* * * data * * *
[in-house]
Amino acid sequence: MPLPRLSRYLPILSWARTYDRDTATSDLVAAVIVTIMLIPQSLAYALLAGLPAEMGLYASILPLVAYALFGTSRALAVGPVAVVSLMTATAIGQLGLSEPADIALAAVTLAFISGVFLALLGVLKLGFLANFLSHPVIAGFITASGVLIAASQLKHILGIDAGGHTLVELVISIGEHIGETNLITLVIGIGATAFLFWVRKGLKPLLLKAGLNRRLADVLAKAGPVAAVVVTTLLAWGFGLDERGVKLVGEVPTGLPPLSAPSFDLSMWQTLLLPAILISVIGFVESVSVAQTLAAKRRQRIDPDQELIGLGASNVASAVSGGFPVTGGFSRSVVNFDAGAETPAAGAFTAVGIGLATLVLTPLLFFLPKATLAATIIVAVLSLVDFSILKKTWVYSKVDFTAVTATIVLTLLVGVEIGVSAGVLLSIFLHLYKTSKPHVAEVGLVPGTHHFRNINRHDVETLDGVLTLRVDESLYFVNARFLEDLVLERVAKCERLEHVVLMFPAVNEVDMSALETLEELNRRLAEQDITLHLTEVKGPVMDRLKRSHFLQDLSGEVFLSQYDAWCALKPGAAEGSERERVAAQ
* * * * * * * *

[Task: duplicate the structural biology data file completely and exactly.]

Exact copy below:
[in-house]
Amino acid sequence: MPLPRLSRYLPILSWARTYDRDTATSDLVAAVIVTIMLIPQSLAYALLAGLPAEMGLYASILPLVAYALFGTSRALAVGPVAVVSLMTATAIGQLGLSEPADIALAAVTLAFISGVFLALLGVLKLGFLANFLSHPVIAGFITASGVLIAASQLKHILGIDAGGHTLVELVISIGEHIGETNLITLVIGIGATAFLFWVRKGLKPLLLKAGLNRRLADVLAKAGPVAAVVVTTLLAWGFGLDERGVKLVGEVPTGLPPLSAPSFDLSMWQTLLLPAILISVIGFVESVSVAQTLAAKRRQRIDPDQELIGLGASNVASAVSGGFPVTGGFSRSVVNFDAGAETPAAGAFTAVGIGLATLVLTPLLFFLPKATLAATIIVAVLSLVDFSILKKTWVYSKVDFTAVTATIVLTLLVGVEIGVSAGVLLSIFLHLYKTSKPHVAEVGLVPGTHHFRNINRHDVETLDGVLTLRVDESLYFVNARFLEDLVLERVAKCERLEHVVLMFPAVNEVDMSALETLEELNRRLAEQDITLHLTEVKGPVMDRLKRSHFLQDLSGEVFLSQYDAWCALKPGAAEGSERERVAAQ